(4 votes)
  • mr pants teal style avatar for user mblair73
    So if you were to learn EVERYTHING about red, as "Mary" has, would you recognize the color red when you first saw it, without being told it was red? Or if coffee had been described to you in every way, and you drank it without knowing it was coffee, could you recognize it when you taste it for the first time?
    (11 votes)
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    • leaf red style avatar for user Noble Mushtak
      If Mary knows everything about an object type A and then is presented with an object of object type A without knowing it is of object type A, she must be able to examine it to the extent so she can determine whether or not it meets the requirement of being of object type A to determine whether or not it is of object type A.

      For example, let's define a blegh is something with a particular shape. Anything with that particular shape is a blegh and all bleghs have that particular shape.

      Now let's say that Mary knows everything about what a blegh is and is then presented with a blegh, but can only taste the blegh and can not otherwise examine it. In that case, Mary would not be able to determine that the object is indeed a blegh because she can not determine the presented object's shape. Even if all bleghs happen to have a distinct taste, there may be other objects that do not have the particular shape bleghs do, yet have the taste that bleghs do. In such a case, Mary might be sure that the object is a blegh from its taste, but can not show that it indeed is because she does not know the object's shape.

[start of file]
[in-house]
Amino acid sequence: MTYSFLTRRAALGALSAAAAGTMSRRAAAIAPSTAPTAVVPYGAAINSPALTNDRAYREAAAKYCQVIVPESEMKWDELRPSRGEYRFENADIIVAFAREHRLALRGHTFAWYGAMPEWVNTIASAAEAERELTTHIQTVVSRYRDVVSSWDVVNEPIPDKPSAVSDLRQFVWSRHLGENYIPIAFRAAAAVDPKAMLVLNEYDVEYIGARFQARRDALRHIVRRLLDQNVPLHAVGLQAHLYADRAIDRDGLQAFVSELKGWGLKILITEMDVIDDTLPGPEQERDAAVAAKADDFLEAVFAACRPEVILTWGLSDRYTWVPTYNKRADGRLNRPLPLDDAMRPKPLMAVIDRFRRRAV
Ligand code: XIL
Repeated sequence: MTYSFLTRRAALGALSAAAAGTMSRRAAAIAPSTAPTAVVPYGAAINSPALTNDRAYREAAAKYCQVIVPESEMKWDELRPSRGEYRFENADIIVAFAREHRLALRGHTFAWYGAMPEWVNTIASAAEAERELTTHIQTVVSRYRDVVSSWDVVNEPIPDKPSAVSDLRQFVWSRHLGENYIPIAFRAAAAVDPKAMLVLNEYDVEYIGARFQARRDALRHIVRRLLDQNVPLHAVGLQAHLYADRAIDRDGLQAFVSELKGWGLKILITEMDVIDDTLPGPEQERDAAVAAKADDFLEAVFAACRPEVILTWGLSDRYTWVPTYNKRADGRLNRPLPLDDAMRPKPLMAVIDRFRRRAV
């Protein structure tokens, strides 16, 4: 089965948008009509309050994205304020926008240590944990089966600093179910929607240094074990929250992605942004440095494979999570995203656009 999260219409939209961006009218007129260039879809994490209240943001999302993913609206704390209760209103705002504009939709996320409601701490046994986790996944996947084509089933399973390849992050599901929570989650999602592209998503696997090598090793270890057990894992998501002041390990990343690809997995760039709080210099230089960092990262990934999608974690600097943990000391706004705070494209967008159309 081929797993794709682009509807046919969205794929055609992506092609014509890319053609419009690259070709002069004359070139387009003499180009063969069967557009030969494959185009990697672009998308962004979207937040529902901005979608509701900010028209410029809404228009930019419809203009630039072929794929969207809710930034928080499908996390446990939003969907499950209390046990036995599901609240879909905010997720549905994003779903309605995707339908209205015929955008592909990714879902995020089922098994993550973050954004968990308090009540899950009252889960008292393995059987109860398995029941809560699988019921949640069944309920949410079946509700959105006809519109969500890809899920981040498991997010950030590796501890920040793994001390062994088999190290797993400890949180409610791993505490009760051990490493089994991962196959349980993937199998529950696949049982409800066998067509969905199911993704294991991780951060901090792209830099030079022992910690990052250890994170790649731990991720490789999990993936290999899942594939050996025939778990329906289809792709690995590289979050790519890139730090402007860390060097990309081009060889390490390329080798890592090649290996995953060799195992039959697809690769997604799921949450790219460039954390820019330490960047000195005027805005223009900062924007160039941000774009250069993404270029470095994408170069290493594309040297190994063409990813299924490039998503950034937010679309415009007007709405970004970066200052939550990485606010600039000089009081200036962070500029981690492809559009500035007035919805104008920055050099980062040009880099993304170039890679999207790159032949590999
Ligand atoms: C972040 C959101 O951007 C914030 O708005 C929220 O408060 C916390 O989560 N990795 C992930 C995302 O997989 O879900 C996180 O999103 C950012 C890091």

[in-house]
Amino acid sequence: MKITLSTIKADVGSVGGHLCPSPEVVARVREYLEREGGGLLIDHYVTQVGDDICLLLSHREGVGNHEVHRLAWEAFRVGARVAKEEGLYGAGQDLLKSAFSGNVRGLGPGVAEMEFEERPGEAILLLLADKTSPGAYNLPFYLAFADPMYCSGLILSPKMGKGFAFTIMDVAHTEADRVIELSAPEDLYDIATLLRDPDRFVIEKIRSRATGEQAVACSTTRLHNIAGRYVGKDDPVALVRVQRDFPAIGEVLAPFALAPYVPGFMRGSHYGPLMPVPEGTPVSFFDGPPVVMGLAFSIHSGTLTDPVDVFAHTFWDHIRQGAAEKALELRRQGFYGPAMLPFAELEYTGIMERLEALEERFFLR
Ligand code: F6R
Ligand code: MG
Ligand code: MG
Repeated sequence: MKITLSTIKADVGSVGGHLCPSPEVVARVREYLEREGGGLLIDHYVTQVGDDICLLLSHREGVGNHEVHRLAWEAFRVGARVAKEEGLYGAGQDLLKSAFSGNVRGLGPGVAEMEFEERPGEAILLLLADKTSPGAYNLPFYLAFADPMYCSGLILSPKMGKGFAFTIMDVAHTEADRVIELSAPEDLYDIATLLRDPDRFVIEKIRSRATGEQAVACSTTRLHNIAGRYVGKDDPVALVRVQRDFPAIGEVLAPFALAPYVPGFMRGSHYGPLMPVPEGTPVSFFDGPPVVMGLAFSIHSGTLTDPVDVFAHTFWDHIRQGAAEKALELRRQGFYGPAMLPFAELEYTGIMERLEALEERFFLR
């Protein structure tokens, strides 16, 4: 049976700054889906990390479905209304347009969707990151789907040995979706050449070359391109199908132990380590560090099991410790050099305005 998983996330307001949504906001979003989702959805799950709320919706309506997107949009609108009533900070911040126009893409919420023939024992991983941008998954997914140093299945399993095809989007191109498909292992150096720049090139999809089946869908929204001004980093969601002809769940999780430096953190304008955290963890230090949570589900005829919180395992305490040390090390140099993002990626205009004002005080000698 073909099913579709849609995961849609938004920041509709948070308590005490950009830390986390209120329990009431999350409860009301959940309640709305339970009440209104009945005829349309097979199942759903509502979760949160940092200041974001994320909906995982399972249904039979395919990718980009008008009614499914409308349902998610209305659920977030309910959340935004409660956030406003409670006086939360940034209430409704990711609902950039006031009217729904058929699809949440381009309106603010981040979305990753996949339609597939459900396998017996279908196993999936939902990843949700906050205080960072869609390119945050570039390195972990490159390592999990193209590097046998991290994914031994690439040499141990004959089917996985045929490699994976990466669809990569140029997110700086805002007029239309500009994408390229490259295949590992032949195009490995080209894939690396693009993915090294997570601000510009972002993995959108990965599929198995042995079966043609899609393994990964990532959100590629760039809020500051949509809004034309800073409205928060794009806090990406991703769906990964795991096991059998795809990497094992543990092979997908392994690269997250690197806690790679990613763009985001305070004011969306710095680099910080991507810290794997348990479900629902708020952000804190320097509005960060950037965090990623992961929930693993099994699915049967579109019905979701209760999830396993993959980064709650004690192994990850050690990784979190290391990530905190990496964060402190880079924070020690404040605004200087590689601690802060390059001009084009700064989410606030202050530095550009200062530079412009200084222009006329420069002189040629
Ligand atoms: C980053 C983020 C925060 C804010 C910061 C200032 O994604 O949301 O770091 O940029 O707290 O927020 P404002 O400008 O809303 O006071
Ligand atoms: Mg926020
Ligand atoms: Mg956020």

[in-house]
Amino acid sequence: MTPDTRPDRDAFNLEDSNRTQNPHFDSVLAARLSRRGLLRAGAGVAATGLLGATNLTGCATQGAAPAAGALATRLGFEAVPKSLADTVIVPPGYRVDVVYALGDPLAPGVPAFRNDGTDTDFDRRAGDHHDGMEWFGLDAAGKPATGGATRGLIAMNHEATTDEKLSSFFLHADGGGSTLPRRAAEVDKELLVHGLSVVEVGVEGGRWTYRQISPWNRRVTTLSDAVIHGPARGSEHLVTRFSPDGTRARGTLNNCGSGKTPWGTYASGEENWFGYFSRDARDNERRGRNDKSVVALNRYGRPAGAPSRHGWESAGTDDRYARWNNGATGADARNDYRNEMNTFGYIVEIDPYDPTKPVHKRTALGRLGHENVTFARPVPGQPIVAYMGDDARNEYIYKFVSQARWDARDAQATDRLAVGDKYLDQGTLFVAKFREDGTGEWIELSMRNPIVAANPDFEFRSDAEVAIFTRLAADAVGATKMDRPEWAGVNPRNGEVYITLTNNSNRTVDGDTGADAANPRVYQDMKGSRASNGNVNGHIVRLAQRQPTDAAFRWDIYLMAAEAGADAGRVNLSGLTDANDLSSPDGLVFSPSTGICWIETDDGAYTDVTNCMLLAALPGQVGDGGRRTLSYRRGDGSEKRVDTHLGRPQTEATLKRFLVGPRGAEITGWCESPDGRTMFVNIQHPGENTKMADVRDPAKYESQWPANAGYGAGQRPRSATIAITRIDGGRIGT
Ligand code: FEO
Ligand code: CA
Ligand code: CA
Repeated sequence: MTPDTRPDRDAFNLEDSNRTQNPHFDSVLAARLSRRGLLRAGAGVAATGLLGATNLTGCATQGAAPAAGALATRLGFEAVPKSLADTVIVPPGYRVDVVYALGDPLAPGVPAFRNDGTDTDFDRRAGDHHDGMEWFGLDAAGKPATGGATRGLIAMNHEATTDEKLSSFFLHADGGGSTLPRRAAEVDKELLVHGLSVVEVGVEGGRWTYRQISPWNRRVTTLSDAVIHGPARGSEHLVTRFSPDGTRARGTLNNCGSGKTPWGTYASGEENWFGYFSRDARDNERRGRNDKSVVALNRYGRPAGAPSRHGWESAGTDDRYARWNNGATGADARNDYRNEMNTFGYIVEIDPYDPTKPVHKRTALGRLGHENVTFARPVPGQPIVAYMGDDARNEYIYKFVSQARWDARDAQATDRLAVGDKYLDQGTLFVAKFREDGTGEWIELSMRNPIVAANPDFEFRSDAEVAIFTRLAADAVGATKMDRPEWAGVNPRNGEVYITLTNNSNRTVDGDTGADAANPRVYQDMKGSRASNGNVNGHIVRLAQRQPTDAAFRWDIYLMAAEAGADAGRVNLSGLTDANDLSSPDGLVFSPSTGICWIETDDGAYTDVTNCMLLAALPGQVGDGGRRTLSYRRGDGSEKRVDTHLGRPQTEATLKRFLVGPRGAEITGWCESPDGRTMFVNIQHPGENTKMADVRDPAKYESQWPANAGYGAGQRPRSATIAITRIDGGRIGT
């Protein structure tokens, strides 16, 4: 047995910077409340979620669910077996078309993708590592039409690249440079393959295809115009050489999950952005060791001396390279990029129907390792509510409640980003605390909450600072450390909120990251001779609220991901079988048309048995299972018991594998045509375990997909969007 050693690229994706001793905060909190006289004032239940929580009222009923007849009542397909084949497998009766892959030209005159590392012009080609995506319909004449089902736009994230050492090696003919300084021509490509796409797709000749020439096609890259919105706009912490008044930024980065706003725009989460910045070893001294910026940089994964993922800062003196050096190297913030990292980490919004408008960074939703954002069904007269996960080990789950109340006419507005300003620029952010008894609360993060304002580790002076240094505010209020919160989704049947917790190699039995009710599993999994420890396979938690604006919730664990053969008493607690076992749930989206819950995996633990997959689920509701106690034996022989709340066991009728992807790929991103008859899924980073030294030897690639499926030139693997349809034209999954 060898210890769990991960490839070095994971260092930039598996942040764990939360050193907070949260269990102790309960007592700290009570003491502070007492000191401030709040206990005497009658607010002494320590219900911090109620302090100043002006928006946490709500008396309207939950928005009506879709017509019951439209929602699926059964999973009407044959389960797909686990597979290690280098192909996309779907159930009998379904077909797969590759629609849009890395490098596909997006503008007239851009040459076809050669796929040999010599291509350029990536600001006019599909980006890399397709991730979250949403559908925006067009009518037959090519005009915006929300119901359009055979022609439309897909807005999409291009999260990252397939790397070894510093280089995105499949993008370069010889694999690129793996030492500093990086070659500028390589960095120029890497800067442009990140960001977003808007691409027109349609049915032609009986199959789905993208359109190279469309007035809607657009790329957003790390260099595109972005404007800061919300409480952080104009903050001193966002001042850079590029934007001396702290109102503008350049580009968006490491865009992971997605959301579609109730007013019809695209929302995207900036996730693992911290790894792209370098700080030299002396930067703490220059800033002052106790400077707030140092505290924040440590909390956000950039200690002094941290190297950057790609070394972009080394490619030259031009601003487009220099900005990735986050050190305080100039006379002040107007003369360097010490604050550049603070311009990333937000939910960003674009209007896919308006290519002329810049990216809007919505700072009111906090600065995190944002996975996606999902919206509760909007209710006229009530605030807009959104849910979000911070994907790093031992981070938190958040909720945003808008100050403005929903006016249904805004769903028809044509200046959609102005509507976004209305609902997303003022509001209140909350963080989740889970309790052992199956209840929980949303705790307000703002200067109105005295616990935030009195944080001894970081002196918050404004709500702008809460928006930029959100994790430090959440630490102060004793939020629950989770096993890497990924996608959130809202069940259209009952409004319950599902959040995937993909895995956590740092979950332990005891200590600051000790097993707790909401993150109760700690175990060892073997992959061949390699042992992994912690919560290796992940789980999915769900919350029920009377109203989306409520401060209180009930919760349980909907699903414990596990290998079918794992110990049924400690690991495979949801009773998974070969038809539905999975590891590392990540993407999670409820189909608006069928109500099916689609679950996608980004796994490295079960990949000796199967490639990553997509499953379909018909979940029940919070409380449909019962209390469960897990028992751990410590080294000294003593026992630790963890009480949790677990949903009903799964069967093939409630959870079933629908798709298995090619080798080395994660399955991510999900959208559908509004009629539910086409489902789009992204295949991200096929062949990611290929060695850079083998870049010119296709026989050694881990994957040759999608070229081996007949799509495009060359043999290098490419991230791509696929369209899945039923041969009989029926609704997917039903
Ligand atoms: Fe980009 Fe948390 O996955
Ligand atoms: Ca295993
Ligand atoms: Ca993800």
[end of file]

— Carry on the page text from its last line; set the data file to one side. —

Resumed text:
On the other hand, if Mary is allowed to see the blegh, then Mary can determine the shape of the object, check that it is the same as required for being a blegh, and determine that the presented object is a blegh.

      I hope this helps you think!
      (9 votes)
  • blobby green style avatar for user Fabien Ninoles
    I'm not sure to understand the argument. Basically, it tell us implicitely that science is only about facts, not experience. Than, it says that science cannot teach you experience of a fact, since it's not a fact.

    I'm not sure that I can accept the premisse that natural science is only about knowledge. For example, should we consider ornithology as only composed of text and the equation of the wavelenght of the birds songs ? That would seem to me as only a partial knowledge of ornithology. But I would accept a teaching that only include "mocking" representations of the birds songs, like made by a human or a whistle. It would however be closed enough so that an ornithologist could recognize a bird by its song and not consider a new knowledge, only a new experience.